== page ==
TAMPA — The Hillsborough County lodging industry appears to be headed for a record year in 2014.
That was the word from analysts at the Hillsborough County Hotel Motel Association's 15th annual trends and forecasting forum Thursday, when local hospitality executives got a look at the latest data for the Tampa-Hillsborough market.
The entire Tampa Bay region is doing well, said Vail Brown, vice president of global business development and marketing at hotel research firm STR. But she said the Tampa-Hillsborough market is doing even better.
"Occupancy is back and it's back strong," she said.
Tampa-Hillsborough lodging showed big increases in the industry's three most important metrics in the first six months of 2014 compared to the same time period in 2013. Those key measurements: hotel average occupancy, revenue per daily room available and average daily rate.
According to STR, the Tampa-Hillsborough market had a 5.9 percent increase in hotel occupancy, a 14.7 percent jump in revenue per daily room, and an 8.4 percent rise in average daily rate.
Santiago Corrada, CEO of Hillsborough's tourism agency, Visit Tampa Bay, said the county hotel industry is on track to enjoy its best year since the pre-recession highs of 2007.
"The question I would pose is: Everyone is bouncing back, but why is Tampa bouncing back so big?" he said.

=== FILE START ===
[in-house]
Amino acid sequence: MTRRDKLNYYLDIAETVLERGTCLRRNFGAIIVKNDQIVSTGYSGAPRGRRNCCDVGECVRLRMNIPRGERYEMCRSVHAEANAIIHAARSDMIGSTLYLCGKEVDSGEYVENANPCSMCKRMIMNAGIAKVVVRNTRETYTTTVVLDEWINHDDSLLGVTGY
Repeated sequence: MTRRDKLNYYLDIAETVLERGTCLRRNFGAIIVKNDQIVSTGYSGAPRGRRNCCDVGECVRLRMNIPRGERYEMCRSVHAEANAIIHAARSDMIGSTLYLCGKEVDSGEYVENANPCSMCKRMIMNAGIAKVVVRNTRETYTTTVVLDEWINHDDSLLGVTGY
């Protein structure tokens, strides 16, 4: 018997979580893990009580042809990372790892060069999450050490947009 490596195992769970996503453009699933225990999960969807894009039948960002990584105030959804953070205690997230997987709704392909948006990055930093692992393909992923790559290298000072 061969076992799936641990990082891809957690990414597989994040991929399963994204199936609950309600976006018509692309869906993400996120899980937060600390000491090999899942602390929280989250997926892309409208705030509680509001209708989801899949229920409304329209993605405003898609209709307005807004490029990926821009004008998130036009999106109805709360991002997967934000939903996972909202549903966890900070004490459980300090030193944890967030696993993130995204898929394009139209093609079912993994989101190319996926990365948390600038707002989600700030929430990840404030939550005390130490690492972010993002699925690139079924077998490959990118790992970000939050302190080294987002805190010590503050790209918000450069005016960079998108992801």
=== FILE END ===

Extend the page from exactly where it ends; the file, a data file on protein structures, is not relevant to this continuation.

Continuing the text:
Corrada credited his agency and its partners in tourism and economic development around the bay area for working more closely together in recent years. They've gotten better at using strategy and metrics, and teaming up to market both sides of the bay.
"I think you're seeing a lot of collaboration," he said. "I think you're seeing people working smarter as well as harder — and we have not always worked as smart as we possibly could."
The hotel metrics for Tampa-Hillsborough were also impressive both statewide and nationally. The local increases in hotel occupancy and revenue in the first half of 2014 were bigger than the increases seen by two Florida competitors: Orlando and Fort Lauderdale.
The biggest rise in revenue per room in the country was in Nashville, which had a 19.5 percent jump. But the Tampa-Hillsborough market was No. 2 in the nation, followed by Charlotte, N.C., Fort Lauderdale and Orlando.
The trend should continue in 2015, Brown said, with revenue per room projected to grow by about 5 percent compared to this year's number.
"I guess for an overall forecast, we would say rosy," she said. "You have a lot to enjoy."
But Brown also warned the audience that, after the pain of the last downturn, the industry can take nothing for granted.
"Enjoy it while you can," she said. "Because there will be a downturn. What that will look like, we have no idea."
Contact Jamal Thalji at firstname.lastname@example.org or (813) 226-3404. Follow @jthalji.